Isn’t logic lovely?

Let me deal with the self-interest issue first. Mr Fisher is described as the founder and executive chairman of Fisher Investments and chairman and director of Fisher Investments Europe. I have seen their adverts. They are targetted at the reasonably wealthy soon to be retired person whose portfolio Fishers wish to manage. So Mr Fisher has an alignment of interest with a particular group who want high-interest rates to keep them in retirement and to increase the value of their annuities.

This is the group who have already done best out of the recessionary environment of the last decade.

So, err, they’re arguing for higher interest rates and higher annuity rates because they’ve done so well out of low interest rates and low annuity rates?

First, Mr Fisher’s facts are wrong. Bank margins on lending – which is what motivates them – have not fallen as a percentage or in value terms over the QE period.

Yes, they have. It’s a standard that falling rates compress bank margins. Why? Because a large part of the deposit base doesn’t receive interest. That float of the money passing through our accounts. A fall in lending rates when your cost base is 0% does compress margins.

This is simple well known stuff. But Snippa seems entirely unaware of it. Even though I’m sure I recall him complaining about this at some point in the past.

I won’t be seeking Mr Fisher’s advice any time soon.

And who else should we be ignoring?

11 thoughts on “Isn’t logic lovely?”

  1. If people saving up for retirement have done so well during the last decade, what is his explanation for the closure of so many defined benefit pension schemes and the deficits reported on most of the ones that still exist?

  2. I think I saw a picture of a squirrel working a camera (in fact I know I did)

    Any chance it can take over the running of Tax Research UK. It would surely know more about Banking than the great potato.

    ‘Bank margins on lending – which is what motivates them – have not fallen as a percentage or in value terms over the QE period.’

    I don’t even know a first day intern in any bank who would make that statement (unless they’ve spent the last decade in a hermetically sealed bubble) – it’s a level of ignorance so deep and profound, one wonders how the author actually manages to switch on his computer – just incredible.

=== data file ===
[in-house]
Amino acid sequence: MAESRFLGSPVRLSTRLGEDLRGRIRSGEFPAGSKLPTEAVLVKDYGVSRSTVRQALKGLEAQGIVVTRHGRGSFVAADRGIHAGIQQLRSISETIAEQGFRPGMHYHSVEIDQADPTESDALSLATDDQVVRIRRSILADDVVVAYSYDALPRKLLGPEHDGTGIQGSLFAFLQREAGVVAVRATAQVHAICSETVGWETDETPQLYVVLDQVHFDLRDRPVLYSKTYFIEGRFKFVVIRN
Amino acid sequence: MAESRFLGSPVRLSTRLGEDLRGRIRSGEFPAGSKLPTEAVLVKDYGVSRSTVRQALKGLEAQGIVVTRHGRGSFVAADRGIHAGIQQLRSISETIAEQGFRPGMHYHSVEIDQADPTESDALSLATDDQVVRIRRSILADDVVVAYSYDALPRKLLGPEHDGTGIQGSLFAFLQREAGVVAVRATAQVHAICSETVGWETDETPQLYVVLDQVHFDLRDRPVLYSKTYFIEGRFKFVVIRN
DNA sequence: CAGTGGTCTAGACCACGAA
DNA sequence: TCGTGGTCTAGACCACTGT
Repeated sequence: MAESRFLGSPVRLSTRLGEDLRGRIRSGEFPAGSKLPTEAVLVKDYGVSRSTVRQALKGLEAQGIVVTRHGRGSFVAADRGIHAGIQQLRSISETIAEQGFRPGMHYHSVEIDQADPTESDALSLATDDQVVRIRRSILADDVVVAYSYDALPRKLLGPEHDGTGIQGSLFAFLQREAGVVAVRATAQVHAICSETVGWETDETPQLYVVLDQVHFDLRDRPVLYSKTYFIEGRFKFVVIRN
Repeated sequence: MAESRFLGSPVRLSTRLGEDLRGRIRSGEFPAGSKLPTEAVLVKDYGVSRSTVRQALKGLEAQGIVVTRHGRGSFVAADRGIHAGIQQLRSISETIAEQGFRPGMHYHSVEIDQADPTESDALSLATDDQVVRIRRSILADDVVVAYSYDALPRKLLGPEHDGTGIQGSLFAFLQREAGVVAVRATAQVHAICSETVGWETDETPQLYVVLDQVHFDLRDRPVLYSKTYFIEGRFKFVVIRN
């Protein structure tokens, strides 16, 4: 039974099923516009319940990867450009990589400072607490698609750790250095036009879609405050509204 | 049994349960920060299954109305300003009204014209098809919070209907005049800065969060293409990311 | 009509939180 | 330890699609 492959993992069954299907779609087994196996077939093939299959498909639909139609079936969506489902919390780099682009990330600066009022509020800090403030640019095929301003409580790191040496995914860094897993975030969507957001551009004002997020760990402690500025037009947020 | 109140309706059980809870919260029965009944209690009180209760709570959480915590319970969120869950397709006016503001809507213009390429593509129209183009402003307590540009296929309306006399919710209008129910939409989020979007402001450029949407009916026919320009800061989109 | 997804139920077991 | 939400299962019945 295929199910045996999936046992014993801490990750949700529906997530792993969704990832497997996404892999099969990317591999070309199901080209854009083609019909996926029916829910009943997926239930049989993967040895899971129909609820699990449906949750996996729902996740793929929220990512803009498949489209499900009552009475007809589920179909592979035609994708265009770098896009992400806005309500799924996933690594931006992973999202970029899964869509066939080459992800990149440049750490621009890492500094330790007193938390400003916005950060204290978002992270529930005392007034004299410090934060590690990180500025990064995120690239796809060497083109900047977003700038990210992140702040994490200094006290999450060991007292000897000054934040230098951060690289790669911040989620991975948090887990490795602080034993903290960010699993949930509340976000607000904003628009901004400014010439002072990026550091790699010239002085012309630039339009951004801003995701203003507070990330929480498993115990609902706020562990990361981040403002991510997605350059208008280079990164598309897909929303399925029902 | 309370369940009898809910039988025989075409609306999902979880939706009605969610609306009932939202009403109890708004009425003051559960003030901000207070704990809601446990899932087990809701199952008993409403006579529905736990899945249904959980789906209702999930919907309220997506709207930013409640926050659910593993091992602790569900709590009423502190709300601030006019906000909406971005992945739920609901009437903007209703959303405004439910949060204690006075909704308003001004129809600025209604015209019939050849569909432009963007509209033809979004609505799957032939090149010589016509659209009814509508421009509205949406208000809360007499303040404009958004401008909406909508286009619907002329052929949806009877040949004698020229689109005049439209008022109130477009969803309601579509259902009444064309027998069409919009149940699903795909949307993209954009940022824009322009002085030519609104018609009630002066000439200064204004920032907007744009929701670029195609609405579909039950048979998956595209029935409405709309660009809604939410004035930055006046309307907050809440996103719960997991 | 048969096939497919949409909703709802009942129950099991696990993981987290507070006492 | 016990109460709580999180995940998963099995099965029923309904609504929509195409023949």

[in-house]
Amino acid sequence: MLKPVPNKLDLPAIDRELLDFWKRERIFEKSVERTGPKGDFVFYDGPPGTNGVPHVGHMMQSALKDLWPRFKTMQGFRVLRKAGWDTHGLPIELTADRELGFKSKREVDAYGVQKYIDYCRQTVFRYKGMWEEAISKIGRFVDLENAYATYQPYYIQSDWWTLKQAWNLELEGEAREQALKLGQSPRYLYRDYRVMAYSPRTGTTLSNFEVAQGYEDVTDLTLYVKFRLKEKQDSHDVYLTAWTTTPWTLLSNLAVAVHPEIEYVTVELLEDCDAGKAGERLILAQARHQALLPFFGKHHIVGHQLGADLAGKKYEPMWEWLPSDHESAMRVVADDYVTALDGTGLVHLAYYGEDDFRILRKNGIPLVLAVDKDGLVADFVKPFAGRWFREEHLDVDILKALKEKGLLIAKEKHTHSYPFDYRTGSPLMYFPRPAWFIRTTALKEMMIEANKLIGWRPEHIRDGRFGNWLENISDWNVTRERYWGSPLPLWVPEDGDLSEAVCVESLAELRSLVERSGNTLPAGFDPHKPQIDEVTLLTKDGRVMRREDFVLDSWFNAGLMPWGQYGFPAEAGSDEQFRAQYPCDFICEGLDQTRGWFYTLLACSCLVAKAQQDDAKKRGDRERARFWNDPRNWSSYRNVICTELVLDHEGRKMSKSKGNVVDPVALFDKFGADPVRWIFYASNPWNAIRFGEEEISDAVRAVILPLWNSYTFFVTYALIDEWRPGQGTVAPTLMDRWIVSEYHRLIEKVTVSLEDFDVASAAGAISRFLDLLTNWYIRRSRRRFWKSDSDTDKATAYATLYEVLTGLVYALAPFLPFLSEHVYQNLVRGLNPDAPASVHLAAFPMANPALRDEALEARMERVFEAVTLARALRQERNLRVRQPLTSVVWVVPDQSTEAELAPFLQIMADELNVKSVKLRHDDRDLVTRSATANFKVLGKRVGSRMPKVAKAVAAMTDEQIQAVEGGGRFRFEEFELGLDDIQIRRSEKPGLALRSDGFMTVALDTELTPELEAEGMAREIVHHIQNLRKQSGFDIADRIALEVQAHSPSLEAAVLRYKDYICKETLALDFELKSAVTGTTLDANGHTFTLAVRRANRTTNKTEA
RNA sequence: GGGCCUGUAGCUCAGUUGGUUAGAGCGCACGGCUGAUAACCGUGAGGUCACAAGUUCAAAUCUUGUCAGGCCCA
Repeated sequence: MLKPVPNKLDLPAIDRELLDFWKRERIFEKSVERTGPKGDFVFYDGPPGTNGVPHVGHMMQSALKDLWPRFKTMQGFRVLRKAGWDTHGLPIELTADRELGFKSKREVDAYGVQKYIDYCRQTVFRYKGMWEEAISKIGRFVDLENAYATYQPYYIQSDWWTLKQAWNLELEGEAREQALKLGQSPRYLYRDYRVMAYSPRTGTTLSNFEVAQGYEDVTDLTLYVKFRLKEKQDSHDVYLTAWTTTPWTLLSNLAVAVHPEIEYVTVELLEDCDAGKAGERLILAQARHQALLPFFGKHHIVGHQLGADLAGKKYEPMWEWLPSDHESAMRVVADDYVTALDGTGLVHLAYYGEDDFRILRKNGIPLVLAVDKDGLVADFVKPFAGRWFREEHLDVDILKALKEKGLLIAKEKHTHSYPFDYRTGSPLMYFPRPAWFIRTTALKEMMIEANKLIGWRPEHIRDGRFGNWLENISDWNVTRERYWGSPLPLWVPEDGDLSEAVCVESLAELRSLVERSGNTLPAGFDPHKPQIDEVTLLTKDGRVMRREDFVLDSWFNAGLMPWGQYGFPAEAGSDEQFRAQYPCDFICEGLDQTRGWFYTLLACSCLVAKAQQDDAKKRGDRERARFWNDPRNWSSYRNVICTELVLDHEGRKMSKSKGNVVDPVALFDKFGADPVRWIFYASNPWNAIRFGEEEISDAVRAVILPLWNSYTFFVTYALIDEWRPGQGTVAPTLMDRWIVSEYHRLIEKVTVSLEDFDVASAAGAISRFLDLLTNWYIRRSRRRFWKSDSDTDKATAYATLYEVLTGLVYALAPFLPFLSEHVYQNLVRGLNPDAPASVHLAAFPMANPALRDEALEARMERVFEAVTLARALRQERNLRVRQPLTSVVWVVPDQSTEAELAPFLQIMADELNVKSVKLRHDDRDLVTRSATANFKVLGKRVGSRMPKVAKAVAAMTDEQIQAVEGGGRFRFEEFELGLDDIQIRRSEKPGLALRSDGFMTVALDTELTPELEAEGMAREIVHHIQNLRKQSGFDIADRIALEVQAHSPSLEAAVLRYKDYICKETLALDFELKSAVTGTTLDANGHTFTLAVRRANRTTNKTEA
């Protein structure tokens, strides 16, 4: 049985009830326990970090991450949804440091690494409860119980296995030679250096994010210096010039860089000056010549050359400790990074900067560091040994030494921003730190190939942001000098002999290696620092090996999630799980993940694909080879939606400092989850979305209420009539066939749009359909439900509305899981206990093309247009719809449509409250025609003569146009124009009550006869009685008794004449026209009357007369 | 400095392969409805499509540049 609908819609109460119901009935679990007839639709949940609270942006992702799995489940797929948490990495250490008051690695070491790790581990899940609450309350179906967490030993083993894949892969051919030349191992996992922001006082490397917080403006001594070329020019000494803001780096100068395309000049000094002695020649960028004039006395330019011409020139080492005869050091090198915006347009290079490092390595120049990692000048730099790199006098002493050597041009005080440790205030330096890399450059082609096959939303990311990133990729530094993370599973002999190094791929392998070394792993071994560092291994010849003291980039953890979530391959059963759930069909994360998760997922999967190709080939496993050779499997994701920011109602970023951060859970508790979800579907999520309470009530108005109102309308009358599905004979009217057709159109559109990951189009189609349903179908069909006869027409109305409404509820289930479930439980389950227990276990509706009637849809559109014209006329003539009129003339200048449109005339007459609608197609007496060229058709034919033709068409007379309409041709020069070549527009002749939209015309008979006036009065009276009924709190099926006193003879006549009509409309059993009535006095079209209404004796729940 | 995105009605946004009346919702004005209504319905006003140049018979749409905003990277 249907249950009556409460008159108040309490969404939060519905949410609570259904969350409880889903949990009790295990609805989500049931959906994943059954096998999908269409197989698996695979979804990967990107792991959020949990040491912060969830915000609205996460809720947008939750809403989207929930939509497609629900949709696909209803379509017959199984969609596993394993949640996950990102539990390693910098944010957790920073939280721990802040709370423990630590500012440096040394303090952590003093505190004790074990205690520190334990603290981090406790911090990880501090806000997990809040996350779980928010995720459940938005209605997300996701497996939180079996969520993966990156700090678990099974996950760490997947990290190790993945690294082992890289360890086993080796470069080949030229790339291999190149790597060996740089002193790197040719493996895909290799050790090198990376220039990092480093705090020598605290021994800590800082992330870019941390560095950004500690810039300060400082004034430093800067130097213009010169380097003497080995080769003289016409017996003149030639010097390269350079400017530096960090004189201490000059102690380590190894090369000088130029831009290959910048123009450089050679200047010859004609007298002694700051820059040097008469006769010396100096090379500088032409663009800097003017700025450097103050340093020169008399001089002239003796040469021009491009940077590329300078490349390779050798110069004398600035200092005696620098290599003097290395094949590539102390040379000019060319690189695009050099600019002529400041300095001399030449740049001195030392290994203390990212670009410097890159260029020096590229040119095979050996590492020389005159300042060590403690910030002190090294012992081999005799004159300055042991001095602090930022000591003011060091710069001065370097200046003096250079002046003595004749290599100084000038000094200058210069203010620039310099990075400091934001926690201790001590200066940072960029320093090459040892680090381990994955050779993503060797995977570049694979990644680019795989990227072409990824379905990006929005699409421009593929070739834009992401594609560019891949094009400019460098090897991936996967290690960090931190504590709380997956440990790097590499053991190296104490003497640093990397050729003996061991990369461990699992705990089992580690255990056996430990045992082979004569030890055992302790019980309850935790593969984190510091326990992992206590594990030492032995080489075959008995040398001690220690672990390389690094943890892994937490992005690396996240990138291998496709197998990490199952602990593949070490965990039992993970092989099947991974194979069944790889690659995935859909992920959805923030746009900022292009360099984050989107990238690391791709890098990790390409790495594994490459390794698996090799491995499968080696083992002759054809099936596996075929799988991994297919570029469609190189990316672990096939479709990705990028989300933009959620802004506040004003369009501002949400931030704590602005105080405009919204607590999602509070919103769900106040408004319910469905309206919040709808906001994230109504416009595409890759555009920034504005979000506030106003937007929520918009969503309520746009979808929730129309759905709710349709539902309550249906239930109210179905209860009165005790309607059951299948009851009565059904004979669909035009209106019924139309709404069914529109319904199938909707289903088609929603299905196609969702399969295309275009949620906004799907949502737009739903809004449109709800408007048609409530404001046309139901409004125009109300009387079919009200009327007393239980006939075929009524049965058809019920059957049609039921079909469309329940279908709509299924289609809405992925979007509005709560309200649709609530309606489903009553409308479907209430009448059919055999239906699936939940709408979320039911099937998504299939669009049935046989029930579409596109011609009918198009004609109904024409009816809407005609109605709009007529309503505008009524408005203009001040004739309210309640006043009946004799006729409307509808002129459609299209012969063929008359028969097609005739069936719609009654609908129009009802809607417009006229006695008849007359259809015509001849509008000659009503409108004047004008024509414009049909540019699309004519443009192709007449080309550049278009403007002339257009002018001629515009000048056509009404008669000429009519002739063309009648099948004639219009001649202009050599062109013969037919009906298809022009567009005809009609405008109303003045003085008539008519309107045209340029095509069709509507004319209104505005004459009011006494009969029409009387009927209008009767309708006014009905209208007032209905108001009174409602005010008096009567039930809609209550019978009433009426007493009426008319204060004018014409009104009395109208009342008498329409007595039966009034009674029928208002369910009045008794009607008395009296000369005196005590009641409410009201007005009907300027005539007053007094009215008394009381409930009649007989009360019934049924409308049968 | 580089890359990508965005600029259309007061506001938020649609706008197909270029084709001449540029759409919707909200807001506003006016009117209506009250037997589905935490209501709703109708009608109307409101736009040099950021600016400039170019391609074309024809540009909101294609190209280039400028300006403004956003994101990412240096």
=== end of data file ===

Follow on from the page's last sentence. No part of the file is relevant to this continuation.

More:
3. Tim

    Apparently The Beeching Axe led to Brexit, more than a decadebefore we went into Europe and 5 prior to the Referendum. Has to be read to be believed, especially the comments….

  4. Impoverished 61 year old who can’t afford to retire says that nobody else should be allowed to either.

  5. Spud opines……..”part of my research on country-by-country reporting”

    Someone who isn’t blocked should ask him…..

    “i note your claim that you “created the entirely new accounting concept of Country-by-Country reporting” which is interesting as the UN appointed Group of Experts on International Standards of Accounting (GEISAR) issued recommendations which contained the requirement for multinationals to publish country by country reporting and the International Accounting Standards Committee (IASC) presented a draft accounting standard (IAS 14) which suggested reporting by geographic area. GEISAR’s report was made in 1977 and the IASC’s draft was issued in 1980. Were you involved in both of these?”

  6. “And who else should we be ignoring?”

    A very interesting discussion on Money Box Live this afternoon on “green” pension planning.
    “So, what’s the return on Green Bonds?”
    “There’s no return, it’s just you spending money.”

  7. @Andrew C
    Many have tried, apparently it’s not the same thing or you’re an uninformed troll for even suggesting it and anyway all existing accounting standards are rubbish and they should just follow his advice and rewrite them all

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